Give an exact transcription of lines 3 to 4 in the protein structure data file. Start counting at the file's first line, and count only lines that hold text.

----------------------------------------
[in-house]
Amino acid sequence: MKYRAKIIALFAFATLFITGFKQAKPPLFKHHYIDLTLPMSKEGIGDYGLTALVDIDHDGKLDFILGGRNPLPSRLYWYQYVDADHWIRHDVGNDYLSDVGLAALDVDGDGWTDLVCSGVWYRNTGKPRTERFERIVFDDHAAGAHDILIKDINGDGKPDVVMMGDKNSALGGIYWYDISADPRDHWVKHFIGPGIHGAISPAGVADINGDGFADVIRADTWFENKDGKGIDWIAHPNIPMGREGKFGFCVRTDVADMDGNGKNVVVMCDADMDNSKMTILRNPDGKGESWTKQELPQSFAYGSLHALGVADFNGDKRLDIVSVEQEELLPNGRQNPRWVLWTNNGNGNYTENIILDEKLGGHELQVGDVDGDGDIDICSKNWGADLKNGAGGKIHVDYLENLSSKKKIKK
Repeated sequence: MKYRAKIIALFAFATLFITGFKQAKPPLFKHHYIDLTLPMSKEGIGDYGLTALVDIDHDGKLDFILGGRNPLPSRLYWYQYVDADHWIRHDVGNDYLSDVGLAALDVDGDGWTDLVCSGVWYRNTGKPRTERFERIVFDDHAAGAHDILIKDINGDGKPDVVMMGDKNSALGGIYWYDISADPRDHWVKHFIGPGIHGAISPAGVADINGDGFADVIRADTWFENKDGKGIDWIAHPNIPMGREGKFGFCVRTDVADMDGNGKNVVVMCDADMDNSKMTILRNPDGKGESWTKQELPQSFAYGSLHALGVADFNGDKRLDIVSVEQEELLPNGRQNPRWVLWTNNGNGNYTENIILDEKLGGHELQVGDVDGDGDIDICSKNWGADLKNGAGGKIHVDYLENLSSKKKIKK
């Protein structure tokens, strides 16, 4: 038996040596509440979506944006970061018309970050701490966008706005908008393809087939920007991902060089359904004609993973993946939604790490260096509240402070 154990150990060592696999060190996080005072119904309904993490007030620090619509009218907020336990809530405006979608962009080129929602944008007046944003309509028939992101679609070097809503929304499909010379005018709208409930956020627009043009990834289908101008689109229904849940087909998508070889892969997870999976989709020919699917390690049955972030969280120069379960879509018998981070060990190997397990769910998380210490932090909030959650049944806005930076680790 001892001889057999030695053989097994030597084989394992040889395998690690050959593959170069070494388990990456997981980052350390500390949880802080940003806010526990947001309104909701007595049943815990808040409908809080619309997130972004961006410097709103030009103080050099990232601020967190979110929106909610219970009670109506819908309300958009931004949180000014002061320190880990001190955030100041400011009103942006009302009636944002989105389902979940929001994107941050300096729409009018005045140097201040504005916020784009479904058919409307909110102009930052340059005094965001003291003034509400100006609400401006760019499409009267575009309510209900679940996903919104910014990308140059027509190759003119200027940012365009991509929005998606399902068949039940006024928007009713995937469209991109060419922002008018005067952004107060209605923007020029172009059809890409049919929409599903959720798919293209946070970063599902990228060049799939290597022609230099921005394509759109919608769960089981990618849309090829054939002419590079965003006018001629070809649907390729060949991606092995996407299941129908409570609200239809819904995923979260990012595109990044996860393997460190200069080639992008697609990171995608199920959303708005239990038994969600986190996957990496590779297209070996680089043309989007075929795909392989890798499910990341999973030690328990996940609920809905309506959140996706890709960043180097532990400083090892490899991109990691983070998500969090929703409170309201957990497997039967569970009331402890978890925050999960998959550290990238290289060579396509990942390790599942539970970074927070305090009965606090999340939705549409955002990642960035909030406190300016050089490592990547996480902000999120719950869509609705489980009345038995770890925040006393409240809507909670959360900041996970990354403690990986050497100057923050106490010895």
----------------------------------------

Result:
Repeated sequence: MKYRAKIIALFAFATLFITGFKQAKPPLFKHHYIDLTLPMSKEGIGDYGLTALVDIDHDGKLDFILGGRNPLPSRLYWYQYVDADHWIRHDVGNDYLSDVGLAALDVDGDGWTDLVCSGVWYRNTGKPRTERFERIVFDDHAAGAHDILIKDINGDGKPDVVMMGDKNSALGGIYWYDISADPRDHWVKHFIGPGIHGAISPAGVADINGDGFADVIRADTWFENKDGKGIDWIAHPNIPMGREGKFGFCVRTDVADMDGNGKNVVVMCDADMDNSKMTILRNPDGKGESWTKQELPQSFAYGSLHALGVADFNGDKRLDIVSVEQEELLPNGRQNPRWVLWTNNGNGNYTENIILDEKLGGHELQVGDVDGDGDIDICSKNWGADLKNGAGGKIHVDYLENLSSKKKIKK
């Protein structure tokens, strides 16, 4: 038996040596509440979506944006970061018309970050701490966008706005908008393809087939920007991902060089359904004609993973993946939604790490260096509240402070 154990150990060592696999060190996080005072119904309904993490007030620090619509009218907020336990809530405006979608962009080129929602944008007046944003309509028939992101679609070097809503929304499909010379005018709208409930956020627009043009990834289908101008689109229904849940087909998508070889892969997870999976989709020919699917390690049955972030969280120069379960879509018998981070060990190997397990769910998380210490932090909030959650049944806005930076680790 001892001889057999030695053989097994030597084989394992040889395998690690050959593959170069070494388990990456997981980052350390500390949880802080940003806010526990947001309104909701007595049943815990808040409908809080619309997130972004961006410097709103030009103080050099990232601020967190979110929106909610219970009670109506819908309300958009931004949180000014002061320190880990001190955030100041400011009103942006009302009636944002989105389902979940929001994107941050300096729409009018005045140097201040504005916020784009479904058919409307909110102009930052340059005094965001003291003034509400100006609400401006760019499409009267575009309510209900679940996903919104910014990308140059027509190759003119200027940012365009991509929005998606399902068949039940006024928007009713995937469209991109060419922002008018005067952004107060209605923007020029172009059809890409049919929409599903959720798919293209946070970063599902990228060049799939290597022609230099921005394509759109919608769960089981990618849309090829054939002419590079965003006018001629070809649907390729060949991606092995996407299941129908409570609200239809819904995923979260990012595109990044996860393997460190200069080639992008697609990171995608199920959303708005239990038994969600986190996957990496590779297209070996680089043309989007075929795909392989890798499910990341999973030690328990996940609920809905309506959140996706890709960043180097532990400083090892490899991109990691983070998500969090929703409170309201957990497997039967569970009331402890978890925050999960998959550290990238290289060579396509990942390790599942539970970074927070305090009965606090999340939705549409955002990642960035909030406190300016050089490592990547996480902000999120719950869509609705489980009345038995770890925040006393409240809507909670959360900041996970990354403690990986050497100057923050106490010895």